Graham's approach implicitly reflects a widespread nostalgia for the gloriously learned mind and limber memory ofa retrospectively constructed Renaissance reader. This reader,we like to imagine, had a prodigious memory, did not need explanations of allusions, knew manyclassical and modern languages, and in general possessed a keen and erudite literary mind. He orshe was a committed dweller of libraries, a writer in margins, and a keeper of commonplacebooks, often with personalized cross-referencing systems. This rare and imaginary person, usuallythought of as a creation of the high age of print, has been elegized by George Steiner in tworelated essays ("After the Book?" and "The Uncommon Reader"). Because many of us fail toconform to this model in any number of ways, we rely on various scholarly tools to help us approximate the powers of this"uncommon reader."
I findthe first essay utterly disgusting. "The uncommon reader"is clearly an attack on the essay "The common reader" byVirginia Woolf. Let me say that VW is quite possibly the greatestwriter of the twentieth century. An attack against her better addressthe points she raises directly; she is not to be tossed aside, asGeorge Steiner does. Essentially, VW says that everybody has a brain,and even, or perhaps, especially, the nameless middle-class armchairreaders are the most important ones. Steiner believes that thereshould be a class of priest-like readers, who receive special training(basically an intellectual elite). The common reader, he (I sense animplied male chauvanism in Steiner's work) never did anything,Steiner's essay snorts. I think the common readers should decided forhis/herselves.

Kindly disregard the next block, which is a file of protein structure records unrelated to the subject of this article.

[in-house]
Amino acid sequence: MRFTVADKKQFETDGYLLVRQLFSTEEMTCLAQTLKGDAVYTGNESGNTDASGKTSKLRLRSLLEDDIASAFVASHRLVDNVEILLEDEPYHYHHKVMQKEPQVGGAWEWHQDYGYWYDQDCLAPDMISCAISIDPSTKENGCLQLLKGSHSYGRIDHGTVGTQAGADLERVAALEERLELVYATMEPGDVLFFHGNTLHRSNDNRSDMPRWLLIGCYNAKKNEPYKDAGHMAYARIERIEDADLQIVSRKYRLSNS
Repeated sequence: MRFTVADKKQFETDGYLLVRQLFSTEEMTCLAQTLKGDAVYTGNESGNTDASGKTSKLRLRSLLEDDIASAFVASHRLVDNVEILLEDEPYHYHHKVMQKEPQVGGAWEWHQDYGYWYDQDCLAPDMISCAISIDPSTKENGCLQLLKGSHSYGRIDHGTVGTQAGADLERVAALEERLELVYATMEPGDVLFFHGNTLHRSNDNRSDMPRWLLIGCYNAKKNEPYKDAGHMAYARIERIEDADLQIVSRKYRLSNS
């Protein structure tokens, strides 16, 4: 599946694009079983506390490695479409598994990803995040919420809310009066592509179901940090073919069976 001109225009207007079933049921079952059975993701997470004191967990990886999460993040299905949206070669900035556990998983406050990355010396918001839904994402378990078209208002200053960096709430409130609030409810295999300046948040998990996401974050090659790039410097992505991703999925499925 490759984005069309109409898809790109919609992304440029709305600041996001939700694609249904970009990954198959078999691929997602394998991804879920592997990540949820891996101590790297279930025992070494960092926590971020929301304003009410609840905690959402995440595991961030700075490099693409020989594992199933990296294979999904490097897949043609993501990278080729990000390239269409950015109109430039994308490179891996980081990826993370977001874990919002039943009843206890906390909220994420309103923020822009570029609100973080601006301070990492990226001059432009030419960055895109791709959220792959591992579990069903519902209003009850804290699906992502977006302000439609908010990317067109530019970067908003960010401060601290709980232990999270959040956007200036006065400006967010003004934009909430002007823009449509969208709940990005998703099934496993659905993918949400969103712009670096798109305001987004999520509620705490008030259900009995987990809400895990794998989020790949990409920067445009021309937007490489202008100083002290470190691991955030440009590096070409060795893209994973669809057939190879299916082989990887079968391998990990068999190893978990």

In "The Uncommon Reader," the opening piece in his latest collection, "No Passion Spent: Essays 1978-1995," the critic George Steiner traces the decline of reading in contemporary culture. His approach is elliptical. The essay begins with a close examination -- a reading, really -- of a painting of a man reading, Chardin's "Philosophe Lisant," done in 1734. And he offers several fresh explanations for the decline: the rise of music, the disappearance of silence, the loss of memorization as a cultivated skill.
George Steiner's essay "The Uncommon Reader" is perhaps the most thoughtful analysis and contemplation of marginalia and my thinking has been greatly influenced by his brilliant writing. Steiner emphasizes that the true act of marginalia must include a sensitivity. He says that in order to produce the best kind of marginalia, one must earnestly search for the "original and imaginative scruple" that guides the author. He says that good marginalia are empathetic by treating the text with care. A reader should believe and doubt, but never be divorced from a real sense of urgency in the text. As one of his main points, Steiner writes, "The principal truth is this: latent in every act of complete reading is the compulsion to write a book in reply." And if we are to consider marginalia dead media, we must realize how the scribbles and notes of today have shifted away from this fundamental objective.
BOOKS OF THE TIMES;Essays That Hurl Vexing Challenges …
George Steiner has been a remarkable performer on the world intellectual stage since his first book, Tolstoy or Dostoevsky, appeared in 1960. A literary and cultural critic with an uncommon breadth of interests from music to science, he has provoked, dazzled and bewildered successive generations with his bold speculations, his effusive devotion to genius, and his breathlessly hyperbolic style. Now approaching his eightieth year, and having already issued a memoir, Errata (1997), he comes forward with a collection of seven original essays, each sketching out the subject of a book that he had once hoped to write but never did. The resulting one-volume library of abandoned projects gives us a condensed and many-sided self-portrait of a mind teeming with intellectual obsessions and quirks.